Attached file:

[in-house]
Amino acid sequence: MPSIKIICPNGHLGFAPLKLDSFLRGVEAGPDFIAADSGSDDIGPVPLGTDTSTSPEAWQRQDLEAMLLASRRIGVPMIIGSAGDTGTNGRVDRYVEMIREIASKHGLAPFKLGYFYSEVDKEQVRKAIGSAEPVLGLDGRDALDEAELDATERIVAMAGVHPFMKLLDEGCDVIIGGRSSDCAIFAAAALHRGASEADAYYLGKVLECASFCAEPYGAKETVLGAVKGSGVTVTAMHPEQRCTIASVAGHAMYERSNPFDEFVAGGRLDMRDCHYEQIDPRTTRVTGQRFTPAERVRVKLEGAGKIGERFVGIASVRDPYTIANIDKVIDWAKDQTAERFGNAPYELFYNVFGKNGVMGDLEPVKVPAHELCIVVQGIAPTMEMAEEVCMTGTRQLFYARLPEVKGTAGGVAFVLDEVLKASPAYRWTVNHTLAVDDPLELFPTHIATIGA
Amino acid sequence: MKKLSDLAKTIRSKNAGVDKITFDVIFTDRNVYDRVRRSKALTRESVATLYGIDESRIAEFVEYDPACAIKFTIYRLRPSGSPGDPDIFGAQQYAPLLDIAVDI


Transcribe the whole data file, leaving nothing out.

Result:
[in-house]
Amino acid sequence: MPSIKIICPNGHLGFAPLKLDSFLRGVEAGPDFIAADSGSDDIGPVPLGTDTSTSPEAWQRQDLEAMLLASRRIGVPMIIGSAGDTGTNGRVDRYVEMIREIASKHGLAPFKLGYFYSEVDKEQVRKAIGSAEPVLGLDGRDALDEAELDATERIVAMAGVHPFMKLLDEGCDVIIGGRSSDCAIFAAAALHRGASEADAYYLGKVLECASFCAEPYGAKETVLGAVKGSGVTVTAMHPEQRCTIASVAGHAMYERSNPFDEFVAGGRLDMRDCHYEQIDPRTTRVTGQRFTPAERVRVKLEGAGKIGERFVGIASVRDPYTIANIDKVIDWAKDQTAERFGNAPYELFYNVFGKNGVMGDLEPVKVPAHELCIVVQGIAPTMEMAEEVCMTGTRQLFYARLPEVKGTAGGVAFVLDEVLKASPAYRWTVNHTLAVDDPLELFPTHIATIGA
Amino acid sequence: MKKLSDLAKTIRSKNAGVDKITFDVIFTDRNVYDRVRRSKALTRESVATLYGIDESRIAEFVEYDPACAIKFTIYRLRPSGSPGDPDIFGAQQYAPLLDIAVDI